“Unfortunately, the merriment we crave — eating, drinking and singing together in a cozy room — are among the highest-risk scenarios for transmitting COVID-19,” M. Kit Delgado, an assistant professor of emergency medicine and epidemiology at the University of Pennsylvania, told MarketWatch.

In his CBS interview, Fauci noted his children had canceled his family gathering “because of their concern for me and my age … even

Read More
health

How to be safe indoors during Thanksgiving, Christmas, winter

CLOSE

R-0 may be the most important scientific term you’ve never heard of when it comes to stopping the coronavirus pandemic.

USA TODAY

Officials have been able to control COVID-19 transmission rates by implementing policies that encourage residents to eat and drink, exercise and spend time with friends and loved ones at a safe distance outside. 

But health experts are concerned cases could spike again as cooler temperatures in the fall and winter force people back indoors. 

The nation’s leading infectious disease expert Dr. Anthony Fauci also is concerned upcoming holiday celebrations could increase transmission rates and advised Americans to skip any big Thanksgiving plans. 

Speaking to “CBS Evening News” Wednesday, Fauci cautioned against “gathering together in an indoor setting” with large groups of out-of-town guests. “It is unfortunate because that’s such a sacred part of American tradition – the family gathering around Thanksgiving,” he said. “But that is a risk.”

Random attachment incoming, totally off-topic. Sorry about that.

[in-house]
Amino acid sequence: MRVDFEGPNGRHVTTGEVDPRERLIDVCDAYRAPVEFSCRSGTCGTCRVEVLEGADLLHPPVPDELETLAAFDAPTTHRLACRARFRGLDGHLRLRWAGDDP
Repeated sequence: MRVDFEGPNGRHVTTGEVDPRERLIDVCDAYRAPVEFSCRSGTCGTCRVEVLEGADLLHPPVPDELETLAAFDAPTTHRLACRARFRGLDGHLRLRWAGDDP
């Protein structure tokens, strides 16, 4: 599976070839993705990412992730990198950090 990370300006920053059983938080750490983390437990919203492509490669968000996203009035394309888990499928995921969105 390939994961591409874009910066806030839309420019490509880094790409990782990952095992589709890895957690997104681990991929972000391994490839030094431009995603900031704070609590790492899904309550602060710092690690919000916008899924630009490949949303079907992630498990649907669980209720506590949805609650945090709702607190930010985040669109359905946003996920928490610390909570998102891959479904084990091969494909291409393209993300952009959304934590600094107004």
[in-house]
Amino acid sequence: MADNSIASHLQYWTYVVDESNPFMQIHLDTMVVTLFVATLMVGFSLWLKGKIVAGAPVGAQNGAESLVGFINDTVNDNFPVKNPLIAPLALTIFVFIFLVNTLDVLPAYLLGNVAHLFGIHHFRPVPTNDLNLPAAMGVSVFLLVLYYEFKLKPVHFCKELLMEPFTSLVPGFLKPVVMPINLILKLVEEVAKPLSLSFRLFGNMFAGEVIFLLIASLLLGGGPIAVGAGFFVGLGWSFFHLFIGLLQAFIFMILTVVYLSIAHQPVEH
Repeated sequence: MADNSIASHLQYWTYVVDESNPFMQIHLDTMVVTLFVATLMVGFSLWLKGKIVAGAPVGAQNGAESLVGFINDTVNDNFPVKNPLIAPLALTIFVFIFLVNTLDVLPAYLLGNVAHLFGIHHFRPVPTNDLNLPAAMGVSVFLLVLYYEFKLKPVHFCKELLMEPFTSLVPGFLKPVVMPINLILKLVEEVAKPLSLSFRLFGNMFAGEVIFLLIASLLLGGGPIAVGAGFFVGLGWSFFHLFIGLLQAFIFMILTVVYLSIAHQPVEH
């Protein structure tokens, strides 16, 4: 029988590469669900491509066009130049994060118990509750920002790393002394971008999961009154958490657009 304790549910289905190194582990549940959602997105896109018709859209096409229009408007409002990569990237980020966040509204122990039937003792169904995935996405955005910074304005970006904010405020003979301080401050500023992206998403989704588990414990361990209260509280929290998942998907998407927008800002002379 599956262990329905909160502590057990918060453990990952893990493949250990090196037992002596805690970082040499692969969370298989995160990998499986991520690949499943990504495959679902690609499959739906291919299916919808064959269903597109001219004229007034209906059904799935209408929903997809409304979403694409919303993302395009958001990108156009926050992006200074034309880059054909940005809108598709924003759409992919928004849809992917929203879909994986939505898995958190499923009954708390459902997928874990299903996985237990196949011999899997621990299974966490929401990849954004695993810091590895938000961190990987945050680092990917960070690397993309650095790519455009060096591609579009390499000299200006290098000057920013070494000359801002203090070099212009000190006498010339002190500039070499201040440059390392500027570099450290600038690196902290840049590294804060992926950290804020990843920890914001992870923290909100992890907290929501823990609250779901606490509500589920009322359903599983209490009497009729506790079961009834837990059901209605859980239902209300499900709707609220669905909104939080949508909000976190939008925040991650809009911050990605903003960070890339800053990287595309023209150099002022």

Some experts suspect indoor transmission is what facilitated the summer surge of COVID-19 cases in southern states as residents retreated to public places with air conditioning to escape the heat. The three most populous states – California, Texas and Florida – each tallied more than 500,000 infections at the height of the surge in August, according to Johns Hopkins data.

“Indoors in public spaces is one of the places where the largest amounts of risk and transmission are likely to be happening,” said William Hanage, associate professor of epidemiology and a faculty member in the Center for Communicable Disease Dynamic at Harvard T.H. Chan School of Public Health.

What makes congregating indoors so dangerous and how can you stay safe?

CDC updates guidelines (again): Notes risk of airborne transmission, says coronavirus can infect people more than 6 feet away

CLOSE

New York City reached a recovery milestone on Wednesday as indoor restaurant dining was permitted for the first time since March. (April 30)

AP Domestic

‘A minority of infections leads to the majority of transmission’

Dr. Lewis Nelson, professor and chair of emergency medicine at Rutgers New Jersey Medical School, said one of the main reasons there’s a higher risk of transmission indoors than outdoors is lack of ventilation.

Natural air currents outside disperse virus particles more quickly and effectively than inside. There’s minimal to no air circulation indoors, allowing virus particles to linger in the air or fall on high-touch surfaces.

“If I were to smoke a cigarette (inside), you would see the smoke particles linger,” he said. “Whereas outdoors the smoke kind of leaves.”